Weapon X, Lies, and Videotape
Written by David McDermott & Steven Melching
Summary: Wolverine receives a postcard that unleashes hidden memories of his past. He travels to the abandoned Weapon X facility for answers. The Beast insists on joining him. Other test subjects of the project soon appear -- Sabretooth, Maverick, and Silver Fox. Silver Fox reveals she sent the postcard in order to draw the four of them together so that their handprints could unlock a hidden room. Inside the room is the robot Talos, which is programmed to kill all surviving Weapon X agents. With Beast’s help, Talos is contained and the Weapon X facility self-destructs. Wolverine tries to convince Silver Fox that their relationship was real, but she refuses to believe him.
One of Wolverine’s flashbacks to the Weapon X days is clearly inspired by the flashbacks in X-Men #5-7. He’s seen fighting Omega Red again, although now he’s wearing his proper Team X uniform, as opposed to his X-Men uniform.
The dates on Professor Thorton’s videos of the Weapon X agents are 10-17-73 and 11-3-73. I believe Barry Windsor-Smith has said the Weapon X serial was intended to be set during the Vietnam era, which might’ve been why the producers chose those dates.
“Um, Actually…”: One of Professor Thorton’s videos describes Wolverine and Sabretooth’s healing factors. For some reason, this power is visualized by having Sabretooth morph into this furry early ‘90s costume! Later, when he takes his glove off, we see his skin is the same beige color as his costume. Amazingly, the animators seem to think Sabretooth’s skin is brown and beige, even though in the same episode we see him out-of-costume in normal clothes, pasty skin visible.
Saban Quality: Wolverine and Sabretooth’s lip synch is briefly switched during one scene. Cyclops’ headgear is also mis-colored twice during his brief appearance in the episode’s opening. I will say, however, that overall the animation continues to improve. When the episode briefly flashes back to Season Two’s “Repo Man,” it’s obvious that the newer episodes are more polished.
Approved By Broadcast Standards: Shiva from the comics has been renamed Talos, in an effort not to offend Hindus. Also, Wolverine remarks that he was trained to “take people out” by the Weapon X project. Sometimes the word “kill” is okay and other times it isn’t, I guess. More censor notes can be found here: http://marvel.toonzone.net/xmen/backstage/melching/weaponx.php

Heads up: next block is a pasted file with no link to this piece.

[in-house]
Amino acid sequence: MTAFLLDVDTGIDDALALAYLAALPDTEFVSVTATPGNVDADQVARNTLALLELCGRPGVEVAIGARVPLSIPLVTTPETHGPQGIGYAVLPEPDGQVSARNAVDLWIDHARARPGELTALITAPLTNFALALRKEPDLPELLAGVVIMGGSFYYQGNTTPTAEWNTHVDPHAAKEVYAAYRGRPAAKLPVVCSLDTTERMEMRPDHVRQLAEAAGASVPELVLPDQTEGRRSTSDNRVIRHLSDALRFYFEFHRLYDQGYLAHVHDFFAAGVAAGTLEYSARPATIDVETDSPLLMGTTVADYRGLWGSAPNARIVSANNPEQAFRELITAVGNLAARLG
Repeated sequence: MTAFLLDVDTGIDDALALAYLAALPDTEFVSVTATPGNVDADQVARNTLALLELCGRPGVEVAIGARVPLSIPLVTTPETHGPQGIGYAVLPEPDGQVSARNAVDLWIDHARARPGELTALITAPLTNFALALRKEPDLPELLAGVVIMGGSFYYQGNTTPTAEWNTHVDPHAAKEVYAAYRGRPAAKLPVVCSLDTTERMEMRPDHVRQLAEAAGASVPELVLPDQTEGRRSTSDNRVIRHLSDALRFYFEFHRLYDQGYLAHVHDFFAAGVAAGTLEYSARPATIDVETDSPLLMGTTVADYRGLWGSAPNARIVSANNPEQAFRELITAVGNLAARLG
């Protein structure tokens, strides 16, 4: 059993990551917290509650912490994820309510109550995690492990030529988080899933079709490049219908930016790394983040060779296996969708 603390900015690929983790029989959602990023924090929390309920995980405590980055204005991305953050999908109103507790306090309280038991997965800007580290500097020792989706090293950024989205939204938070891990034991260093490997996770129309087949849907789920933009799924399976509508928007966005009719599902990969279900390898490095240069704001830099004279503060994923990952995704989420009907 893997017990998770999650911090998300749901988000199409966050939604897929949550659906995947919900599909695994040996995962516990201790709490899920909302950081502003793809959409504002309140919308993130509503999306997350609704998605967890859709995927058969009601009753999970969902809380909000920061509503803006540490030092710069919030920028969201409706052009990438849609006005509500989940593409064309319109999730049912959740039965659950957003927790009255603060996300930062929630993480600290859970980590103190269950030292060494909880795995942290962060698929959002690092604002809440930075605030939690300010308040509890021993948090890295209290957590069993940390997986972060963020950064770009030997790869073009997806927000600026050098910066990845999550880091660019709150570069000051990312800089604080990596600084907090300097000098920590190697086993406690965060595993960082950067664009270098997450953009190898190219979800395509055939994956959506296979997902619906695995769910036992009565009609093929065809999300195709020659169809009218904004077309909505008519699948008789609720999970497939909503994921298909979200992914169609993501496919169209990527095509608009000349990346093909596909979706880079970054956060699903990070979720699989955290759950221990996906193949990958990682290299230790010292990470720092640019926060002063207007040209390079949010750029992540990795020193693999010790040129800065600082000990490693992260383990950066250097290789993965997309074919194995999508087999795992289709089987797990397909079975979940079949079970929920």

Review: I believe this was another episode that aired in prime time, indicating that FOX seemed to think pretty highly of it. You might assume FOX withheld some episodes for prime time because the content wasn’t suitable for Saturday Morning, and the issues this episode adapts certainly have some adult themes, but this episode turns out to be fairly tame. The title might be the only thing remotely objectionable about it, assuming you even get the reference.
The hook of the story, obviously, is that you’re getting answers about Wolverine’s past. If you’re only familiar with the cartoons this is exciting new information for you, and if you’ve read the comics you get the satisfaction of seeing more obscure characters and plot points adapted for the series. If you’ve read any of Larry Hama’s Wolverine run from around issues #48-68, much of this will be very familiar to you, right down to Wolverine’s Lotus Seven and his keychain. Unfortunately, Larry Hama was never asked to write for the show, which means much of the political intrigue and emotional weight from those old stories is gone.
As a character study of Wolverine, this feels a bit empty. The episode addresses his frustration with his memory gaps and touches upon his feelings for Silver Fox, but even with Cal Dodd’s consistently strong portrayal of the character, Wolverine rarely feels sympathetic during the story. Heck, Wolverine was more interesting even in the previous episode, and that was largely a vehicle to introduce Nightcrawler. Casting Beast as Wolverine’s companion is also a strange decision, given that the two barely have a history together. I understand that he serves a plot function as the one who figures out much of the Weapon X facility’s technology, but his connection to Wolverine is so meager he just feels out-of-place for most of the episode. I barely noticed any of this when the episode first aired, however. It’s a story about Wolverine’s past, and that was still pretty exciting in 1995. Knowing that virtually all of this episode was coming straight from the comics, as garbled as the translation might be at times, also helped to make this one of my favorites. In retrospect, however, “Repo Man” would seem to be the superior Wolverine story from the show’s run.
Credit to http://marvel.toonzone.net/
xmen/ for the screencaps.